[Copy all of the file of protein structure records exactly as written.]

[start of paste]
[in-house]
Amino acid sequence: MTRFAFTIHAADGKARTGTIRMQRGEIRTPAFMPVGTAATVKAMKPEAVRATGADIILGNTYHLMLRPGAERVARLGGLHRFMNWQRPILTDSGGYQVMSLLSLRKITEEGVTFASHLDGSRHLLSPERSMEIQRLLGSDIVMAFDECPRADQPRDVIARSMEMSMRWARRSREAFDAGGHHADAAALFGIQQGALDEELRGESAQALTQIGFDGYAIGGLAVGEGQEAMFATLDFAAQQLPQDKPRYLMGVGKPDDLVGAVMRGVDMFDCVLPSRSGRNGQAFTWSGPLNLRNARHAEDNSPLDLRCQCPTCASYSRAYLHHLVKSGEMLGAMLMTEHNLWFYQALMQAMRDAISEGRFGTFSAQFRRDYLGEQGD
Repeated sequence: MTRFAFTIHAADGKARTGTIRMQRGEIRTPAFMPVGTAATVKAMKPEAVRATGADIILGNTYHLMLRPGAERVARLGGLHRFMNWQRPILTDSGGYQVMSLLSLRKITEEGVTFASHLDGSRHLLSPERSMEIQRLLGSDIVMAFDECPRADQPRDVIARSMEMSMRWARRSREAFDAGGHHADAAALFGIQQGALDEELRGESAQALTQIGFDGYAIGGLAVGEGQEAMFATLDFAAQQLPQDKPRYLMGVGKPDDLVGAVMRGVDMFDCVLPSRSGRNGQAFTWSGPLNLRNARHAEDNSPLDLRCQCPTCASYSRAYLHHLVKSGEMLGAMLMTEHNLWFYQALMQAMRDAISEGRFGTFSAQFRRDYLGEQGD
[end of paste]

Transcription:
[in-house]
Amino acid sequence: MTRFAFTIHAADGKARTGTIRMQRGEIRTPAFMPVGTAATVKAMKPEAVRATGADIILGNTYHLMLRPGAERVARLGGLHRFMNWQRPILTDSGGYQVMSLLSLRKITEEGVTFASHLDGSRHLLSPERSMEIQRLLGSDIVMAFDECPRADQPRDVIARSMEMSMRWARRSREAFDAGGHHADAAALFGIQQGALDEELRGESAQALTQIGFDGYAIGGLAVGEGQEAMFATLDFAAQQLPQDKPRYLMGVGKPDDLVGAVMRGVDMFDCVLPSRSGRNGQAFTWSGPLNLRNARHAEDNSPLDLRCQCPTCASYSRAYLHHLVKSGEMLGAMLMTEHNLWFYQALMQAMRDAISEGRFGTFSAQFRRDYLGEQGD
Repeated sequence: MTRFAFTIHAADGKARTGTIRMQRGEIRTPAFMPVGTAATVKAMKPEAVRATGADIILGNTYHLMLRPGAERVARLGGLHRFMNWQRPILTDSGGYQVMSLLSLRKITEEGVTFASHLDGSRHLLSPERSMEIQRLLGSDIVMAFDECPRADQPRDVIARSMEMSMRWARRSREAFDAGGHHADAAALFGIQQGALDEELRGESAQALTQIGFDGYAIGGLAVGEGQEAMFATLDFAAQQLPQDKPRYLMGVGKPDDLVGAVMRGVDMFDCVLPSRSGRNGQAFTWSGPLNLRNARHAEDNSPLDLRCQCPTCASYSRAYLHHLVKSGEMLGAMLMTEHNLWFYQALMQAMRDAISEGRFGTFSAQFRRDYLGEQGD